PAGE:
Amsterdam’s Canal District: Origins, Evolution, and Future Prospects
In terms of design, scale, and blending of ecologicical and esthetic function, Amsterdam’s seventeenth-century Canal District is a European marvel. Its survival for four centuries is a testament to its ingenuity, reflected in its designation as a UNESCO World Heritage Site in 2010. The Canal District today is an extraordinary example of resilient historic design and cultural heritage in a living city, but it is not without present-day challenges: in recent years, its urban ecology has become subject to severe pressures of global tourism and supergentrification.
This edited volume brings together 17 reputable scholars to debate questions about the origins, evolution, and future of the Canal District. With differing approaches and perspectives on the Canal District, the contributions render a collection where the whole is much more than the sum of the parts. The book breaks new ground in our understanding of the District’s historic design, its evolution over four hundred years, and the fundamental issues in strategies and policies towards the future. While the main focus is clearly on Amsterdam, the discussions have an important bearing on urban historic preservation elsewhere, and on questions about enduring urban design.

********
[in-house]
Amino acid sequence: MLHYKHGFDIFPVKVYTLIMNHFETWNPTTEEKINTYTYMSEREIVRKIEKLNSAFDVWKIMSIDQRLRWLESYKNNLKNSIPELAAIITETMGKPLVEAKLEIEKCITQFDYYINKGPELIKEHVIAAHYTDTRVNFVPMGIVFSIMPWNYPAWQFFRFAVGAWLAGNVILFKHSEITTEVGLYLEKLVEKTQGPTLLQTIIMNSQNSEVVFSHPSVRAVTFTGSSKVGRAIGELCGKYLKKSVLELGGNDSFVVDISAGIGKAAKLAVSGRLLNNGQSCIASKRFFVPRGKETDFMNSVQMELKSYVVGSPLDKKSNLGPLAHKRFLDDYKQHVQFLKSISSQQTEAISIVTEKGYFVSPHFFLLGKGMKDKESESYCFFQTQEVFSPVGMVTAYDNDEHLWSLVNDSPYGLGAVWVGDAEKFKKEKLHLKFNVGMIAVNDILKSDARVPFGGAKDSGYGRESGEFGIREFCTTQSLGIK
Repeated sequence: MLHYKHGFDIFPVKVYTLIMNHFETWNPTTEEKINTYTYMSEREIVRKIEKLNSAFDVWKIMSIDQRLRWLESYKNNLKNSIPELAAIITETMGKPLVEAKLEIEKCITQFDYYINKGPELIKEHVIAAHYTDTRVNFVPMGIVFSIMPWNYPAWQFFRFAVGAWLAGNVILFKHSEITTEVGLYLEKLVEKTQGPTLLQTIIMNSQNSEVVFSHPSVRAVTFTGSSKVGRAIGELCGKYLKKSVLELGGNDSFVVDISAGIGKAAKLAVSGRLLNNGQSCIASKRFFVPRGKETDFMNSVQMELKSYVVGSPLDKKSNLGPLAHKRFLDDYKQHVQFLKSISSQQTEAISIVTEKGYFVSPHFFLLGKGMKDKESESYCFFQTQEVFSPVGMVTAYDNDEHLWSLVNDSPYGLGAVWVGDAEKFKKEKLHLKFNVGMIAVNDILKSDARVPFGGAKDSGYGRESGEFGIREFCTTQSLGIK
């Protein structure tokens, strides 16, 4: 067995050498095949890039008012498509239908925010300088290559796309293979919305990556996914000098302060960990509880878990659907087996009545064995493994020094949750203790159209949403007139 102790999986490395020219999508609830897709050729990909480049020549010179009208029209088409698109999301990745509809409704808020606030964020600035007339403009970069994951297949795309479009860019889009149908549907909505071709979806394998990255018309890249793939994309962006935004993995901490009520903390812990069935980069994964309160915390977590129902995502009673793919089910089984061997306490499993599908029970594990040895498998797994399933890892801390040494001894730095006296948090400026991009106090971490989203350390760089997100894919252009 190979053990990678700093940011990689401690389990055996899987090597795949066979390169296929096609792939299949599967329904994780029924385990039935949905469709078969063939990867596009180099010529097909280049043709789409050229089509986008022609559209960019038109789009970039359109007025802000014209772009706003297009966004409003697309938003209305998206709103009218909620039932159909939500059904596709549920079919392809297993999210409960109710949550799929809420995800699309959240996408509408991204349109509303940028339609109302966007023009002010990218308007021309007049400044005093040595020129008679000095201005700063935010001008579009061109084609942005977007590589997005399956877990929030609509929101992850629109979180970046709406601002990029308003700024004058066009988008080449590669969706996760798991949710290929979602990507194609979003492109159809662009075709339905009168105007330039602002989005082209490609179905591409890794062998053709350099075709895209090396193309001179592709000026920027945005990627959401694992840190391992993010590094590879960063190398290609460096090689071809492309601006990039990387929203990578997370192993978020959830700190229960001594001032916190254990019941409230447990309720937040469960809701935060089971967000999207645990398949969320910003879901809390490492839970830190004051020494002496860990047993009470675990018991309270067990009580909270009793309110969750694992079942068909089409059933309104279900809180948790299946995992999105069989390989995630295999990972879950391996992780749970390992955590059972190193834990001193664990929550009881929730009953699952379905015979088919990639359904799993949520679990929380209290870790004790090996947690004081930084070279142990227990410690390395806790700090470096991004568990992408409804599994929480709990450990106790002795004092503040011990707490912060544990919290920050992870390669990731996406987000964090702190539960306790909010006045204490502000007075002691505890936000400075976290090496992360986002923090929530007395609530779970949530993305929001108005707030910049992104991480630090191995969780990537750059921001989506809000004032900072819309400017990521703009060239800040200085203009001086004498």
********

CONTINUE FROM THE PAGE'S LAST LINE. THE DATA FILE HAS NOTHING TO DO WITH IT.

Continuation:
- World Rights
- Page Count: 272 pages
- Dimensions: 6.0in x 0.0in x 9.0in
Author InformationJan Nijman is Director and Distinguished University Professor at the Urban Studies Institute of Georgia State University, and professor of Geography at the University of Amsterdam.
Table of contents
List of contributors
1. Introduction – Jan Nijman
PART I: HISTORIC ORIGINS
2. Between art and expediency: Origins of the Canal District – Jaap Evert Abrahamse
3. Designing the world’s most liberal city – Russell Shorto
4. A privileged site in the city, the republic and the world economy – Herman van der Wusten
PART II: EVOLUTION
5. Bourgeois homes: The elite spaces of the Canal District – Cle Lesger and Jan Hein Furnee
6. The architectural essence of the Canal District: Past and present – Freek Schmidt
7. The Canal District: A continuing history of modern planning – Len de Klerk
PART III: 21ST CENTURY CHALLENGES
8. Preservation through transformation: Amsterdam through the lens of Barcelona – Mark Warren, Melisa Pesoa and Joaquín Sabaté
9. The Canal District as a site of cognitive-cultural activities: “A miracle of spaciousness, compactness, intelligible order” – Robert Kloosterman and Karin Pfeffer
10. Cause Célèbre: The contested history of the Canal District – Susan Legêne and T.C. Ver Loren van Themaat
11. The Canal District as home: Living in a commodified space – Fenne Pinkster and Willem Boterman
Subjects and Courses